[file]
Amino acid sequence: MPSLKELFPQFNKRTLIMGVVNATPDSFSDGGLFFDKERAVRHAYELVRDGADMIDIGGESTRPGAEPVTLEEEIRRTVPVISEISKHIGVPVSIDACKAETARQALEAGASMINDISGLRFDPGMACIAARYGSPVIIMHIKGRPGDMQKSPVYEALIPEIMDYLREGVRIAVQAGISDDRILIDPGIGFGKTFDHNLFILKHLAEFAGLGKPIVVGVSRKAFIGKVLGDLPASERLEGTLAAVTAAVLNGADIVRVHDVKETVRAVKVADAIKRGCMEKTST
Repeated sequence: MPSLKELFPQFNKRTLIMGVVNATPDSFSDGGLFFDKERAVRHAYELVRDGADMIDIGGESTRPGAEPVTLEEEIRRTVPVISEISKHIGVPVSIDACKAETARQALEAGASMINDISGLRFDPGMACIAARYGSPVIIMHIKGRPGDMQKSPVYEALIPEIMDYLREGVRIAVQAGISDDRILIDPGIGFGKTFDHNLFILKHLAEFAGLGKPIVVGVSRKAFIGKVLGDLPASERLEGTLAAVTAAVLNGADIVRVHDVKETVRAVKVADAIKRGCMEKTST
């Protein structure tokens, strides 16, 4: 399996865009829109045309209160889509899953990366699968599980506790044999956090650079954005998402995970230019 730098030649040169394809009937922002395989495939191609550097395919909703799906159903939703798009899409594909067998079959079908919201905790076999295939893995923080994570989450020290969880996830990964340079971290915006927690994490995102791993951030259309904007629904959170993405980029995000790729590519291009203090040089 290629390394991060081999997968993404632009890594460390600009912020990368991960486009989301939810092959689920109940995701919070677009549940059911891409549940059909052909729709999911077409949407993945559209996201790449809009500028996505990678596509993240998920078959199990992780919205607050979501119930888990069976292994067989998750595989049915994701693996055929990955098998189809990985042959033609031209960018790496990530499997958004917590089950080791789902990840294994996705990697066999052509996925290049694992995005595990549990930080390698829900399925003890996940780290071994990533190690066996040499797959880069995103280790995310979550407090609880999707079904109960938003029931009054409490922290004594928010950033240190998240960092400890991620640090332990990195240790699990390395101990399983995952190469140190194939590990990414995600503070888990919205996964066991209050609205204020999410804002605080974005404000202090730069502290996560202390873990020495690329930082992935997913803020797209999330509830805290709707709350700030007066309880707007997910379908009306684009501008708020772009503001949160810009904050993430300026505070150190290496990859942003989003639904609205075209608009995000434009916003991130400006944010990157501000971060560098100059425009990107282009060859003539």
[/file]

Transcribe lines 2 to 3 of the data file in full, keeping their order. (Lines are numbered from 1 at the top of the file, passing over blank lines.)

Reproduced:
Repeated sequence: MPSLKELFPQFNKRTLIMGVVNATPDSFSDGGLFFDKERAVRHAYELVRDGADMIDIGGESTRPGAEPVTLEEEIRRTVPVISEISKHIGVPVSIDACKAETARQALEAGASMINDISGLRFDPGMACIAARYGSPVIIMHIKGRPGDMQKSPVYEALIPEIMDYLREGVRIAVQAGISDDRILIDPGIGFGKTFDHNLFILKHLAEFAGLGKPIVVGVSRKAFIGKVLGDLPASERLEGTLAAVTAAVLNGADIVRVHDVKETVRAVKVADAIKRGCMEKTST
């Protein structure tokens, strides 16, 4: 399996865009829109045309209160889509899953990366699968599980506790044999956090650079954005998402995970230019 730098030649040169394809009937922002395989495939191609550097395919909703799906159903939703798009899409594909067998079959079908919201905790076999295939893995923080994570989450020290969880996830990964340079971290915006927690994490995102791993951030259309904007629904959170993405980029995000790729590519291009203090040089 290629390394991060081999997968993404632009890594460390600009912020990368991960486009989301939810092959689920109940995701919070677009549940059911891409549940059909052909729709999911077409949407993945559209996201790449809009500028996505990678596509993240998920078959199990992780919205607050979501119930888990069976292994067989998750595989049915994701693996055929990955098998189809990985042959033609031209960018790496990530499997958004917590089950080791789902990840294994996705990697066999052509996925290049694992995005595990549990930080390698829900399925003890996940780290071994990533190690066996040499797959880069995103280790995310979550407090609880999707079904109960938003029931009054409490922290004594928010950033240190998240960092400890991620640090332990990195240790699990390395101990399983995952190469140190194939590990990414995600503070888990919205996964066991209050609205204020999410804002605080974005404000202090730069502290996560202390873990020495690329930082992935997913803020797209999330509830805290709707709350700030007066309880707007997910379908009306684009501008708020772009503001949160810009904050993430300026505070150190290496990859942003989003639904609205075209608009995000434009916003991130400006944010990157501000971060560098100059425009990107282009060859003539």